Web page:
How the “Trump Effect” Is Impacting Economic Current Events

economic current events

A month after the election determined that Donald Trump would serve as the next president of the United States, the economy continues to thrive. The stock market is up, consumers are more confident, and the housing market looks strong. Economic current events all signal a positive outlook.

Below, find out how an upcoming Donald Trump presidency has impacted different facets of the U.S. economy.

Stock market

Since the election, the S&P 500 stock index, which experts use as a representation of the overall stock market, has been up 5.6 percent. Much of the increase is because executives believe that Trump, a long-time businessman, will be more friendly to corporations than the previous administration.

His priorities include increasing spending on national infrastructure, like roads and bridges, and defense. As a result, big banks like Goldman Sachs and Bank of America have boomed on the stock market.

With big spending in those areas, the economy will thrive. But some strategists caution that it could lead to inflation, warning that this stock market surge is a bubble that could burst.

Mortgage rates

In other economic current events, mortgage rates continue to climb since election night. At the end of November, mortgage lender Freddie Mac announced that their 30-year mortgage rate average had jumped to 4.03%, up from 3.94% just a week before.

As of the first week of December, rates had gone up again. On December 8, Freddie Mac reported their rates had increased again to 4.13%.

The cause of the rising mortgage rates is multilayered. After the housing crisis and recession in 2008, lenders slashed interest rates in the hopes of attracting new buyers in a struggling market. With a stronger economy, there is no need for them to do so, and rates go back up.

Also, because Trump is so focused on infrastructure and expansion, concerns about inflation could also drive mortgage rates up as well.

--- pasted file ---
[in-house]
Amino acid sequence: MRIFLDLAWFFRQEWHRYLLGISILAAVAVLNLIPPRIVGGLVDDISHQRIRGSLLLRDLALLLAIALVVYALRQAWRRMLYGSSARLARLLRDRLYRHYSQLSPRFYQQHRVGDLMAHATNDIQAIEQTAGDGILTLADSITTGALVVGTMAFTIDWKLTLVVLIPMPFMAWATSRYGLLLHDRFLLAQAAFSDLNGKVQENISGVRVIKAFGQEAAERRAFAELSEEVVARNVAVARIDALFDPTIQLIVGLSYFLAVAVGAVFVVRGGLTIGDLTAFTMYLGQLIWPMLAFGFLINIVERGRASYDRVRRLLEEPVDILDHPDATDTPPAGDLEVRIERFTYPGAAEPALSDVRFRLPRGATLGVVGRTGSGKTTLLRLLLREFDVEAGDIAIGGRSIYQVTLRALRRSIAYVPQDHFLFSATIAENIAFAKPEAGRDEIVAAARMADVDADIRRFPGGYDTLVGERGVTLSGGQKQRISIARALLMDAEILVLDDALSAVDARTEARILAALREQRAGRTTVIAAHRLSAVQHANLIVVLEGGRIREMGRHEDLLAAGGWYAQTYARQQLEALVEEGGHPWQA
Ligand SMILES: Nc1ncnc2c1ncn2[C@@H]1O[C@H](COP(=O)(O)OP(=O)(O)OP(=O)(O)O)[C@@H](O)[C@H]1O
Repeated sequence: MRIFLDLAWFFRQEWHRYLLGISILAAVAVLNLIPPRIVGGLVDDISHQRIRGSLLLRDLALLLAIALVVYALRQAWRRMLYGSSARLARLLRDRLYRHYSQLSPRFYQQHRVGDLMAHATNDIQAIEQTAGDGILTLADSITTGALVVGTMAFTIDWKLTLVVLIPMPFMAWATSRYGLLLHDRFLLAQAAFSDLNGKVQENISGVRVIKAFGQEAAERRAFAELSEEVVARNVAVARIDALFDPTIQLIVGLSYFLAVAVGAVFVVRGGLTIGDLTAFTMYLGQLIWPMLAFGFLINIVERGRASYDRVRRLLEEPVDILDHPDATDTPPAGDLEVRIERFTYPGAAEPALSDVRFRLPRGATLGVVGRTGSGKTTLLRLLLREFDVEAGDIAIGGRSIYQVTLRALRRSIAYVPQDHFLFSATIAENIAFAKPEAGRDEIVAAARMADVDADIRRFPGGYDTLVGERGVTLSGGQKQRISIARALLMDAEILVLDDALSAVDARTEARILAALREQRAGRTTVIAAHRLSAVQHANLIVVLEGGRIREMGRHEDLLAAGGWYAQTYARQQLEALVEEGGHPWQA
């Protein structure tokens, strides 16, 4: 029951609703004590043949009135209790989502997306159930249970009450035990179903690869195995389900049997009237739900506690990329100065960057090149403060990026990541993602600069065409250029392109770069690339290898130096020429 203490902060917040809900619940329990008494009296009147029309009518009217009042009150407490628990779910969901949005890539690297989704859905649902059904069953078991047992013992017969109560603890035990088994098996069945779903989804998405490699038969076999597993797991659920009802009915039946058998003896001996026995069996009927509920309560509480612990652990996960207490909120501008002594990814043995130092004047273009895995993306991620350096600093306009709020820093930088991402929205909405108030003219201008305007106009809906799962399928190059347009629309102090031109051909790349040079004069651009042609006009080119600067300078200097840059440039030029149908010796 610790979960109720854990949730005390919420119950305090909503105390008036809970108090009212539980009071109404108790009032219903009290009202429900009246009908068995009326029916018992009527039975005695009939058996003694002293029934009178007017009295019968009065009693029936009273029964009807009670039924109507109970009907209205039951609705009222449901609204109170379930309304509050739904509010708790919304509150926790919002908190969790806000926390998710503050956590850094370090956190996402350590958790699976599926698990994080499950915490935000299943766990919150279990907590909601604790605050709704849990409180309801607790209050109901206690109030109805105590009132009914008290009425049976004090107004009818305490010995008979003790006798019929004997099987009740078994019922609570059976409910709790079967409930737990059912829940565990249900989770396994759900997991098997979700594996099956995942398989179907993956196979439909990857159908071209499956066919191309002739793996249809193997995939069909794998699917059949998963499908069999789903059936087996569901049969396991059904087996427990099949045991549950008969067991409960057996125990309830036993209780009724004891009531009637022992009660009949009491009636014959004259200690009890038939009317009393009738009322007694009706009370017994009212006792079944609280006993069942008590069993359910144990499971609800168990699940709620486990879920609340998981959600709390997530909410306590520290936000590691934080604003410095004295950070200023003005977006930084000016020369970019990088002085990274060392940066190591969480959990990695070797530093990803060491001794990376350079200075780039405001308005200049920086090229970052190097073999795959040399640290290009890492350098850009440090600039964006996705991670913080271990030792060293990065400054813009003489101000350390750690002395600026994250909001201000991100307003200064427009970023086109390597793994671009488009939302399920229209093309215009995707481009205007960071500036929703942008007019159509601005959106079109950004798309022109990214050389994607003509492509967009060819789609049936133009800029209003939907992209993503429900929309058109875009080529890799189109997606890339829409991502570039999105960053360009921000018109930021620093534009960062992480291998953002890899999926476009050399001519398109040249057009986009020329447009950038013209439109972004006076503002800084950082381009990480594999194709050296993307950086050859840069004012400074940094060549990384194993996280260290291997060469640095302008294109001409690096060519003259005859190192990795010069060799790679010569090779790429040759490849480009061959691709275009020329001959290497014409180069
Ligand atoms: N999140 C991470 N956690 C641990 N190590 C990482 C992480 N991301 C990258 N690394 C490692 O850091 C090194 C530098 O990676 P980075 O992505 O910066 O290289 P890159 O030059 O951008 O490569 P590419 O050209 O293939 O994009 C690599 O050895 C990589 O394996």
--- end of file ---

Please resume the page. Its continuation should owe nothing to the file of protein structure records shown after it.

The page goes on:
Car loan interest rates

According to Ford Chief Financial Officer Bob Shanks in an interview with the Detroit Free Press, the assumption is that interest rates will steadily rise, which may impact automobile pricing.

Higher interest rates would cause monthly car payments to go up, making previously affordable vehicles unattainable for some buyers.

While interest rates would only go up slightly at first, over the course of the next couple of years the price hike could be substantial. That could make buying a new car impractical for many consumers.

For years, the car industry thrived because the economy was struggling. To incentivize people to buy and revitalize the industry, the government cut interest rates, making it possible to get a car loan for as little as one percent. With a more robust economy, higher interest rates will become the norm.


One of the biggest areas of change in a Donald Trump economy is his proposed tax plan, which would reduce taxes for a large percentage of the population.

Under his proposal, he would reduce the number of individual tax brackets from seven to just three: 12 percent, 25 percent, and 33 percent.

For young millennials, his tax plan could help you save money. Currently, if you’re working, unmarried, and do not have children, you get a standard deduction of $6,300 and a personal exemption of $4,050.

Under Trump’s plan, he would boost the standard deduction to $15,000 and eliminate personal exemptions altogether. That would put more money in your pocket.

But there are concerns that his plan could negatively impact others, especially low-income families or single parents. In some scenarios, his tax plan could actually raise what they owe the IRS.

Future impact

Regarding economic current events, a Donald Trump presidency will likely have an impact on your day-to-day life — and your paycheck. He has not yet served a day in office, yet he has significantly caused a change in stock prices, mortgages rates, car loans, and more.

As we get closer to inauguration day and form a clearer idea of his policies and intentions going forward for the economy, the public will have a better understanding of the long-term consequences of his proposals.

You might feel like rushing out to purchase a house, buy a car, or try and time the stock market, but it’s important to take a step back. The economy always ebbs and flows, so the best thing you can do to prepare for this presidency (or any future one!) is to build an emergency fund, pay down debt, and invest regularly in your retirement.

For more information about what Trump’s presidency might mean for you, learn about his proposals for student loans.

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Published in Mortgage, Taxes